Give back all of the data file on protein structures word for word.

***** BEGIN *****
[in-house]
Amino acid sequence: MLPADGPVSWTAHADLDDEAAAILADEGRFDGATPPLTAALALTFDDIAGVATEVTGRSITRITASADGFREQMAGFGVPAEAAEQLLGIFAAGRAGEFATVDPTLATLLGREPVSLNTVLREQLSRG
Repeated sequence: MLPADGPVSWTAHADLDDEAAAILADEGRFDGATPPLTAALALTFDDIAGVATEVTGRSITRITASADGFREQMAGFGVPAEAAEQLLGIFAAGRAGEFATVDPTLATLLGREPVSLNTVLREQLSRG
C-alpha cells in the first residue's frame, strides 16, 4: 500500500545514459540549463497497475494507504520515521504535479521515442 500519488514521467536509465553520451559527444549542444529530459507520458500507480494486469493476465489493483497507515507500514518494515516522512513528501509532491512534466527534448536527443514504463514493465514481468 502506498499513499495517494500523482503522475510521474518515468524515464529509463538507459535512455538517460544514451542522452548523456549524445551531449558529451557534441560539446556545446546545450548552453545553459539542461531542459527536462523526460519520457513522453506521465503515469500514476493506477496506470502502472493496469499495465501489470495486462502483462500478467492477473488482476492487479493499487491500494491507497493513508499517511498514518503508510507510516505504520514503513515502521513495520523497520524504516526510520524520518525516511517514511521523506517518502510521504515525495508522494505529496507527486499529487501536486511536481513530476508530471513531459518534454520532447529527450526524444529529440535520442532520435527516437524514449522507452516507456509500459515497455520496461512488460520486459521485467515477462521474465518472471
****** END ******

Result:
[in-house]
Amino acid sequence: MLPADGPVSWTAHADLDDEAAAILADEGRFDGATPPLTAALALTFDDIAGVATEVTGRSITRITASADGFREQMAGFGVPAEAAEQLLGIFAAGRAGEFATVDPTLATLLGREPVSLNTVLREQLSRG
Repeated sequence: MLPADGPVSWTAHADLDDEAAAILADEGRFDGATPPLTAALALTFDDIAGVATEVTGRSITRITASADGFREQMAGFGVPAEAAEQLLGIFAAGRAGEFATVDPTLATLLGREPVSLNTVLREQLSRG
C-alpha cells in the first residue's frame, strides 16, 4: 500500500545514459540549463497497475494507504520515521504535479521515442 500519488514521467536509465553520451559527444549542444529530459507520458500507480494486469493476465489493483497507515507500514518494515516522512513528501509532491512534466527534448536527443514504463514493465514481468 502506498499513499495517494500523482503522475510521474518515468524515464529509463538507459535512455538517460544514451542522452548523456549524445551531449558529451557534441560539446556545446546545450548552453545553459539542461531542459527536462523526460519520457513522453506521465503515469500514476493506477496506470502502472493496469499495465501489470495486462502483462500478467492477473488482476492487479493499487491500494491507497493513508499517511498514518503508510507510516505504520514503513515502521513495520523497520524504516526510520524520518525516511517514511521523506517518502510521504515525495508522494505529496507527486499529487501536486511536481513530476508530471513531459518534454520532447529527450526524444529529440535520442532520435527516437524514449522507452516507456509500459515497455520496461512488460520486459521485467515477462521474465518472471